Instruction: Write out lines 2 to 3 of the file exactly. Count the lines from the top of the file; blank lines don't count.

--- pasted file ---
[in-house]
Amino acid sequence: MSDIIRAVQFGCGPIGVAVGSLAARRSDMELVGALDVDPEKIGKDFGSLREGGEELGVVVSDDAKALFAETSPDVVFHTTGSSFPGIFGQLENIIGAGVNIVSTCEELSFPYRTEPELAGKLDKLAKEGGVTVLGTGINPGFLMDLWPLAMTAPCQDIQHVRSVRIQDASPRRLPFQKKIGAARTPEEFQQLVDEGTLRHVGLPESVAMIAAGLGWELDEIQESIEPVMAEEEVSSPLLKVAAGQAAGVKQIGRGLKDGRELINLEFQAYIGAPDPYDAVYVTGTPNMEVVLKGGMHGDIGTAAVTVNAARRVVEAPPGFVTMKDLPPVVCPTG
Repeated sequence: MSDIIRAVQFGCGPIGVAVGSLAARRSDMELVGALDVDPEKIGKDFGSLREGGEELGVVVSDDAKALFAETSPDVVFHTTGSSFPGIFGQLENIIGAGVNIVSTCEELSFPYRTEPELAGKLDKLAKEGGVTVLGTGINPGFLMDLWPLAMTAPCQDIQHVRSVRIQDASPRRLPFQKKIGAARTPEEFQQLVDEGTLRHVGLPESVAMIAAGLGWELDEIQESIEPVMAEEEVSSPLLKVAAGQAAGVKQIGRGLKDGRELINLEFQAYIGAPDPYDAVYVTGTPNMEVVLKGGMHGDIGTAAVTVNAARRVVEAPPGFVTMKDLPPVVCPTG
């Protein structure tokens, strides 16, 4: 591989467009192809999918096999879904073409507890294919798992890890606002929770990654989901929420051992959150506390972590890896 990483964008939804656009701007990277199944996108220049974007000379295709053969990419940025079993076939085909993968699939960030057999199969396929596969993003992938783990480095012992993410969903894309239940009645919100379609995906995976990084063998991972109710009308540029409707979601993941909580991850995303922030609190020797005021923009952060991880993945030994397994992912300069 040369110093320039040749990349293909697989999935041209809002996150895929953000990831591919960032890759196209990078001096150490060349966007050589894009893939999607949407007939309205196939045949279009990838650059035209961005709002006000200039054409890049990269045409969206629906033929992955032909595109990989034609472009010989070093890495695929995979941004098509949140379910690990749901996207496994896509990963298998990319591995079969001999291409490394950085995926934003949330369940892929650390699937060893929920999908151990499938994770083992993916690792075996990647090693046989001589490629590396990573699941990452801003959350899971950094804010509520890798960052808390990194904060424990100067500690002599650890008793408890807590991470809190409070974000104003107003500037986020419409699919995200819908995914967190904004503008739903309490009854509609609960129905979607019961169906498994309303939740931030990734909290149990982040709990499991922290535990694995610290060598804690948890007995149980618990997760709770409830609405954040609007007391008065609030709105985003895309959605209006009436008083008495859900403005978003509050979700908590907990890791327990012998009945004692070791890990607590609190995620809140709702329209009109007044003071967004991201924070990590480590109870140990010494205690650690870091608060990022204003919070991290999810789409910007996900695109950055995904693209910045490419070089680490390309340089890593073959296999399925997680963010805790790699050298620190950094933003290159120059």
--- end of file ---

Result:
Amino acid sequence: MSDIIRAVQFGCGPIGVAVGSLAARRSDMELVGALDVDPEKIGKDFGSLREGGEELGVVVSDDAKALFAETSPDVVFHTTGSSFPGIFGQLENIIGAGVNIVSTCEELSFPYRTEPELAGKLDKLAKEGGVTVLGTGINPGFLMDLWPLAMTAPCQDIQHVRSVRIQDASPRRLPFQKKIGAARTPEEFQQLVDEGTLRHVGLPESVAMIAAGLGWELDEIQESIEPVMAEEEVSSPLLKVAAGQAAGVKQIGRGLKDGRELINLEFQAYIGAPDPYDAVYVTGTPNMEVVLKGGMHGDIGTAAVTVNAARRVVEAPPGFVTMKDLPPVVCPTG
Repeated sequence: MSDIIRAVQFGCGPIGVAVGSLAARRSDMELVGALDVDPEKIGKDFGSLREGGEELGVVVSDDAKALFAETSPDVVFHTTGSSFPGIFGQLENIIGAGVNIVSTCEELSFPYRTEPELAGKLDKLAKEGGVTVLGTGINPGFLMDLWPLAMTAPCQDIQHVRSVRIQDASPRRLPFQKKIGAARTPEEFQQLVDEGTLRHVGLPESVAMIAAGLGWELDEIQESIEPVMAEEEVSSPLLKVAAGQAAGVKQIGRGLKDGRELINLEFQAYIGAPDPYDAVYVTGTPNMEVVLKGGMHGDIGTAAVTVNAARRVVEAPPGFVTMKDLPPVVCPTG